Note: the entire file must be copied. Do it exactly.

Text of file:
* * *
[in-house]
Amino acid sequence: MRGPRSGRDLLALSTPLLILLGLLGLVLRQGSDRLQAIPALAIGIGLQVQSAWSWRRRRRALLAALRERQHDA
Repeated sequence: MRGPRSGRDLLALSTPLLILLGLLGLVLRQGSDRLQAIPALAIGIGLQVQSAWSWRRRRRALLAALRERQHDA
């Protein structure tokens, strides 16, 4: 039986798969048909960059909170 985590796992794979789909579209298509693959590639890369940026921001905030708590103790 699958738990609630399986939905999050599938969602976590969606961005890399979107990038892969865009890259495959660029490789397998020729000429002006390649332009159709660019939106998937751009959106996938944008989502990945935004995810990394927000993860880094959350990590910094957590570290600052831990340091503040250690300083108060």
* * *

[in-house]
Amino acid sequence: MRGPRSGRDLLALSTPLLILLGLLGLVLRQGSDRLQAIPALAIGIGLQVQSAWSWRRRRRALLAALRERQHDA
Repeated sequence: MRGPRSGRDLLALSTPLLILLGLLGLVLRQGSDRLQAIPALAIGIGLQVQSAWSWRRRRRALLAALRERQHDA
């Protein structure tokens, strides 16, 4: 039986798969048909960059909170 985590796992794979789909579209298509693959590639890369940026921001905030708590103790 699958738990609630399986939905999050599938969602976590969606961005890399979107990038892969865009890259495959660029490789397998020729000429002006390649332009159709660019939106998937751009959106996938944008989502990945935004995810990394927000993860880094959350990590910094957590570290600052831990340091503040250690300083108060």